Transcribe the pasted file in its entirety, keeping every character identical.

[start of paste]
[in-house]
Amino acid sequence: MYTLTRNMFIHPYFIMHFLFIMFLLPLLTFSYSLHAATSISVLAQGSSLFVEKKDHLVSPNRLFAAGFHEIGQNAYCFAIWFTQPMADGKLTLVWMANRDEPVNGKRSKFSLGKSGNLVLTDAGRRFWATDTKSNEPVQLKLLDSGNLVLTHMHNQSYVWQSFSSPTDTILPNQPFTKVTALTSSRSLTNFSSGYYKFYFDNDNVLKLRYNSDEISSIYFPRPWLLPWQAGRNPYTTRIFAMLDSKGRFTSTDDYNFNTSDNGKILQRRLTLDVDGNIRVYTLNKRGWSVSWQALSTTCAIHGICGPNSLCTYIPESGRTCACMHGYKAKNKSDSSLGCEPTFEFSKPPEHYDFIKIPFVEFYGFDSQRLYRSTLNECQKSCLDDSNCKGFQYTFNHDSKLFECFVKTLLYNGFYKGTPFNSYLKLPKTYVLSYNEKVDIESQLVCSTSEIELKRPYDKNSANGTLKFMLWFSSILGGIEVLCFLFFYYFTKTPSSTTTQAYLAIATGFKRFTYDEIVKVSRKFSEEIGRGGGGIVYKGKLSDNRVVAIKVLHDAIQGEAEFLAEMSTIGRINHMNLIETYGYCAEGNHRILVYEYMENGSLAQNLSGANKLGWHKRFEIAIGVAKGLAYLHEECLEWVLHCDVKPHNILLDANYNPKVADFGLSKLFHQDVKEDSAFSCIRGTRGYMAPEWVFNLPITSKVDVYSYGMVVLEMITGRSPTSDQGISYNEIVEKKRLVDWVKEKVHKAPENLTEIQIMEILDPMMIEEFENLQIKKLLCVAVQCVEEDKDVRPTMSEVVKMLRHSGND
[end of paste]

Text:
[in-house]
Amino acid sequence: MYTLTRNMFIHPYFIMHFLFIMFLLPLLTFSYSLHAATSISVLAQGSSLFVEKKDHLVSPNRLFAAGFHEIGQNAYCFAIWFTQPMADGKLTLVWMANRDEPVNGKRSKFSLGKSGNLVLTDAGRRFWATDTKSNEPVQLKLLDSGNLVLTHMHNQSYVWQSFSSPTDTILPNQPFTKVTALTSSRSLTNFSSGYYKFYFDNDNVLKLRYNSDEISSIYFPRPWLLPWQAGRNPYTTRIFAMLDSKGRFTSTDDYNFNTSDNGKILQRRLTLDVDGNIRVYTLNKRGWSVSWQALSTTCAIHGICGPNSLCTYIPESGRTCACMHGYKAKNKSDSSLGCEPTFEFSKPPEHYDFIKIPFVEFYGFDSQRLYRSTLNECQKSCLDDSNCKGFQYTFNHDSKLFECFVKTLLYNGFYKGTPFNSYLKLPKTYVLSYNEKVDIESQLVCSTSEIELKRPYDKNSANGTLKFMLWFSSILGGIEVLCFLFFYYFTKTPSSTTTQAYLAIATGFKRFTYDEIVKVSRKFSEEIGRGGGGIVYKGKLSDNRVVAIKVLHDAIQGEAEFLAEMSTIGRINHMNLIETYGYCAEGNHRILVYEYMENGSLAQNLSGANKLGWHKRFEIAIGVAKGLAYLHEECLEWVLHCDVKPHNILLDANYNPKVADFGLSKLFHQDVKEDSAFSCIRGTRGYMAPEWVFNLPITSKVDVYSYGMVVLEMITGRSPTSDQGISYNEIVEKKRLVDWVKEKVHKAPENLTEIQIMEILDPMMIEEFENLQIKKLLCVAVQCVEEDKDVRPTMSEVVKMLRHSGND